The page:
In June 2023, Dr. Dick Beamish and Brian Riddell were awarded the R.E. Ricker Award in Fisheries Conservation by the American Fisheries Society for their leadership and research in the North Pacific Ocean as part of the International Year of the Salmon.

In retirement, Brian continues for work for salmon conservation and restoration. In collaboration with UBC Institute of Ocean and Fisheries, in 2023/24 he will manage a series of public consultations to inform government of priority investments in hatchery modernization, habitat restoration, and climate mitigation.

1974 BSc. University of Guelph (Hons. Marine Biology), 1979 PhD. Zoology, McGill University (Population biology & genetics)

William Cheung

Project Lead

William Cheung, PhD.

Dr. William Cheung is a Professor and Director of the Institute for the Oceans and Fisheries, the University of British Columbia. He is a Canada Research Chair in Ocean Sustainability and Global Change. He studies the nexus of food-climate-biodiversity in the ocean. He is the Principal Investigator of the Changing Ocean Research Unit at UBC. He serves as Director for a 6-year SSHRC Partnership “Solving the Sustainability Challenges at the Food-Climate-Biodiversity Nexus”. He is an international leader in developing and using scenarios and models to explore solution options and pathways to desirable and sustainable ocean futures. His work addresses policy-relevant research questions and cuts across multiple disciplines, from oceanography to ecology, economics and social sciences. His research ranges from local to global scales.

William has published over 220 peer-reviewed papers and more than 50 book chapters and reports. He is actively involved in international and regional initiatives that bridge science and policy. For instance, he was a Coordinating Lead Author in the Special Report on the Ocean and Cryosphere in the Changing Climate and core author of the Synthesis Report (AR6) of the Intergovernmental Panel on Climate Change (IPCC), a Lead Author of the Intergovernmental Platform on Biodiversity and Ecosystem Services (IPBES) Global Assessment. He has received multiple international and national awards and recognitions, including the Prix d’Excellence Award of the International Council for the Exploration of the Seas, the E. R. Steacie Memorial Fellowship, and named by Reuter as the top 20 world’s most influential climate scientists. William obtained his BSc and M.Phil. from the University of Hong Kong and completed his PhD in Resource Management and Environmental Studies at the University of British Columbia.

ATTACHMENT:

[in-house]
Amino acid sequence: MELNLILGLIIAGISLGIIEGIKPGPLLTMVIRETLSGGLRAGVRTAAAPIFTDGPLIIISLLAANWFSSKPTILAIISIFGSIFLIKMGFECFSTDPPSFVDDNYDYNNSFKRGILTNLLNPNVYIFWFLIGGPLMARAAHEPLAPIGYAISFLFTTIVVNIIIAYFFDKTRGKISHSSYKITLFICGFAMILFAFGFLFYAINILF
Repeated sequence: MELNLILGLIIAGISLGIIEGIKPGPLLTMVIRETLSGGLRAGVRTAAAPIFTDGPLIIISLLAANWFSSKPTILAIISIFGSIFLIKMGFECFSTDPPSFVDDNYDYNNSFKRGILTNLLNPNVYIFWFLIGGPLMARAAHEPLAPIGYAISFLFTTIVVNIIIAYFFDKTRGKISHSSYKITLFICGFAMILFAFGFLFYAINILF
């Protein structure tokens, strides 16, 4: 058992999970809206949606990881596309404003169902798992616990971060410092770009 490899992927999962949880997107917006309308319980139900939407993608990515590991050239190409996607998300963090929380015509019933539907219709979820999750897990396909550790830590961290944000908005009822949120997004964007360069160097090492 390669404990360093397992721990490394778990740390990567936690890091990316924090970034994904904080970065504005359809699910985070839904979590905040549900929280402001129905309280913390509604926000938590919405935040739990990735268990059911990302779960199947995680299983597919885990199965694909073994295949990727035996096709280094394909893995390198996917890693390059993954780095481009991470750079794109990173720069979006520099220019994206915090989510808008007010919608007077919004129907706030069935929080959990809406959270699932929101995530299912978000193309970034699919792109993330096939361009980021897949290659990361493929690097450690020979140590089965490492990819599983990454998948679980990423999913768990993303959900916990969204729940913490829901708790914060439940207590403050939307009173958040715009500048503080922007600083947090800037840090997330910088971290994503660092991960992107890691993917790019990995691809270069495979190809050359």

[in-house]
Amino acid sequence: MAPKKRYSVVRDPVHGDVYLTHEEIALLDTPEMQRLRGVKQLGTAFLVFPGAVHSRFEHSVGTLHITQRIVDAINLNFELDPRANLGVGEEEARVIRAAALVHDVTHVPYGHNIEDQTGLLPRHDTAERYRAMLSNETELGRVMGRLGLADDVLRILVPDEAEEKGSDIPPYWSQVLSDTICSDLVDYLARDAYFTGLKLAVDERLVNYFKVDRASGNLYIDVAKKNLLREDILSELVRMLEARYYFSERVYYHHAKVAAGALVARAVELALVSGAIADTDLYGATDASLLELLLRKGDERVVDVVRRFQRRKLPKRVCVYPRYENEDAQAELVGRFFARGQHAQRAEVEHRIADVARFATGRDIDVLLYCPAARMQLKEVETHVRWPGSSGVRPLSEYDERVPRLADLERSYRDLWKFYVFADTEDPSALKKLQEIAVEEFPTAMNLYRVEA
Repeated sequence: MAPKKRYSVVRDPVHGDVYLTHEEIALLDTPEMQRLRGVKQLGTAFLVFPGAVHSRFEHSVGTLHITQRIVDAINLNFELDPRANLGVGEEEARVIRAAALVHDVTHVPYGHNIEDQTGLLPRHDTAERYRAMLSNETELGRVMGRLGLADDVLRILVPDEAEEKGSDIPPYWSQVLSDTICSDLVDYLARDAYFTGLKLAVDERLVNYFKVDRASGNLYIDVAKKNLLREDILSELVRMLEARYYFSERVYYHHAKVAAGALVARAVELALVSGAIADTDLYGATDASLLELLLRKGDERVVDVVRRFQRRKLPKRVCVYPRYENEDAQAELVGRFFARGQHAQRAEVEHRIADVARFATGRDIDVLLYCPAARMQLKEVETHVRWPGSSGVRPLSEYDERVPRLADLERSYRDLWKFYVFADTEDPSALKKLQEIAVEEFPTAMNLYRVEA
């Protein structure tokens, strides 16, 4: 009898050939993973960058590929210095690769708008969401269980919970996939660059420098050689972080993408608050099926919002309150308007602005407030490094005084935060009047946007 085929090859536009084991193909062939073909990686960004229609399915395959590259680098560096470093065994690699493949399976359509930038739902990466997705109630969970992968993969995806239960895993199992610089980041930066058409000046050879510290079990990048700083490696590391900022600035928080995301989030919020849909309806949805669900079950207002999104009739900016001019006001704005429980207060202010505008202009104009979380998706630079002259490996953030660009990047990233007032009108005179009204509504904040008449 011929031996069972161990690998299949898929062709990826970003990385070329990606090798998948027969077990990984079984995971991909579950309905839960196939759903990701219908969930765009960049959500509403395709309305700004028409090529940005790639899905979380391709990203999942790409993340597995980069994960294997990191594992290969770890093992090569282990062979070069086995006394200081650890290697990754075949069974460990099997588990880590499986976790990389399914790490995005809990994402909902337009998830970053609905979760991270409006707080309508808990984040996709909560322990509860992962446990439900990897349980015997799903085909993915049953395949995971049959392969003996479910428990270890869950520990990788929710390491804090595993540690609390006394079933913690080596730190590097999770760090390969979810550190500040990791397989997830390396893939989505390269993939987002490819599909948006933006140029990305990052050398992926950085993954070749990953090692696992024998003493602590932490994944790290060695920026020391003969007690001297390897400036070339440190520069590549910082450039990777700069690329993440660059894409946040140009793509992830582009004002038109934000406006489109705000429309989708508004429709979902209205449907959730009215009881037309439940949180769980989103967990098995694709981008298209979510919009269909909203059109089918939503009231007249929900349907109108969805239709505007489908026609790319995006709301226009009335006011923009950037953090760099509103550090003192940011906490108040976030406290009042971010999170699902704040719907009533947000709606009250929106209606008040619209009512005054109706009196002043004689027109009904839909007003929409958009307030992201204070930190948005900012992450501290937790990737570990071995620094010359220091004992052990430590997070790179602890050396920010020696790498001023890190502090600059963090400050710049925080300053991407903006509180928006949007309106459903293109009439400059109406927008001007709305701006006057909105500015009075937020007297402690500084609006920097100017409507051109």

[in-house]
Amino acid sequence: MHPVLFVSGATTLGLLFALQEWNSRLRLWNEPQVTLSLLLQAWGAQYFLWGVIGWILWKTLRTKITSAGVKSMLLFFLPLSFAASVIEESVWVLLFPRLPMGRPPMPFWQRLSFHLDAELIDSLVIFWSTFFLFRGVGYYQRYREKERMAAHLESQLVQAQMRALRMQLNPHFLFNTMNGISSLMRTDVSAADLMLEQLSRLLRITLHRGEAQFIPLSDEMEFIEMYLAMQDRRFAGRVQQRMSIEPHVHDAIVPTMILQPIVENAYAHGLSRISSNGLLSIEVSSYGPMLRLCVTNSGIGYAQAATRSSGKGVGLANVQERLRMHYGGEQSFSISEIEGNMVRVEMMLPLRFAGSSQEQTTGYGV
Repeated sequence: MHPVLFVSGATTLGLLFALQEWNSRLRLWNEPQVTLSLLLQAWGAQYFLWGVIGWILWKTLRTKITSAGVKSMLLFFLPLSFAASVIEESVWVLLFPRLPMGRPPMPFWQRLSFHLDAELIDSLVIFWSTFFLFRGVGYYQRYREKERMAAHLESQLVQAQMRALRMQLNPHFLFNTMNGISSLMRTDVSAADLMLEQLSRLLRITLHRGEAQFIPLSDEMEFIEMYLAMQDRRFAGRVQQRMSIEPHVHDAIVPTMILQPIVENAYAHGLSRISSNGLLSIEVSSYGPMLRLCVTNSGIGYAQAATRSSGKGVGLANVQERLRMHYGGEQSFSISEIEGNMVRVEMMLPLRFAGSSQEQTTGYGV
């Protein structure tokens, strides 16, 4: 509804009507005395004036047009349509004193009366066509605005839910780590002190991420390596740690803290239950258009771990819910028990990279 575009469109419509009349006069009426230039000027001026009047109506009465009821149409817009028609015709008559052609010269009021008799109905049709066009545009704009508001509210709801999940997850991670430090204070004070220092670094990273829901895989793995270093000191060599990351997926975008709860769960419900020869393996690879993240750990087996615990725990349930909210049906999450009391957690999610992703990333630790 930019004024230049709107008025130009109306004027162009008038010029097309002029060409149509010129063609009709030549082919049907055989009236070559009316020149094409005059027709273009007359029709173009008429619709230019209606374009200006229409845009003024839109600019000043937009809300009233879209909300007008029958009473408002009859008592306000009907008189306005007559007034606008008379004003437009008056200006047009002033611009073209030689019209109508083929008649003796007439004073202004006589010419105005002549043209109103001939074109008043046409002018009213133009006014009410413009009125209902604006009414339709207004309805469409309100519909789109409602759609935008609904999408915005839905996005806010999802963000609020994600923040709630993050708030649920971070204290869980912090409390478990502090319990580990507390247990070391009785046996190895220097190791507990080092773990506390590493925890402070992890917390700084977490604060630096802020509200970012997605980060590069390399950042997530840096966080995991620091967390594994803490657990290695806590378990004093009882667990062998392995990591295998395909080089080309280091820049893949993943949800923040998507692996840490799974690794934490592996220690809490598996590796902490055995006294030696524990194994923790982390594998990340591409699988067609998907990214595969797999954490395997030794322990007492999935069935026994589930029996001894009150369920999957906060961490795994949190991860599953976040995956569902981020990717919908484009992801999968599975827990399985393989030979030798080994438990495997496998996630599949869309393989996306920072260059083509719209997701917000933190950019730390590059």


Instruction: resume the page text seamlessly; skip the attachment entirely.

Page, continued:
William obtained his BSc in Biology and M.Phil. from the University of Hong Kong. He worked for WWF Hong Kong for two years, after which he completed his PhD in Resource Management and Environmental Studies at UBC. From 2009 to 2011, he was Lecturer in Marine Ecosystem Services in the School of Environmental Sciences, University of East Anglia.

Deana Machin

Project Co-ordinator

Deanna Machin

Deana Machin is a member of the Syilx (Okanagan) Nation and grew up in her home community along Okanagan Lake near Vernon BC. She has been active in the field of fisheries management and policy for 20-years, specializing in strategic planning and Indigenous engagement in fisheries governance and management initiatives. Deana is the former Strategic Development Manager for the First Nations Fisheries Council of BC where for 10-years the purpose of her work was to build collaborative and effective relationships among First Nations and with Crown government and NGOs. Prior to her time with the FNFC, she was the Fisheries Program Manager for the Okanagan Nation Alliance (ONA) for six years. While working for her Nation, Deana led the Reintroduction of Sockeye Salmon into the Okanagan Basin Initiative, which in 2004 saw the first release of Okanagan sockeye fry into Skaha Lake, and she collaborated with federal and provincial governments and other partners on the development of the Okanagan Basin Fish Water Management Tool model and the Okanagan River Restoration Initiative. She is currently the Senior Indigenous Advisor with the Indigenous Watersheds Initiative, a granting program that supports First Nation communities in BC to advance their vision of watershed health and security. Deana holds a Bachelor of Science in Biology and a Master of Business Administration from the University of British Columbia.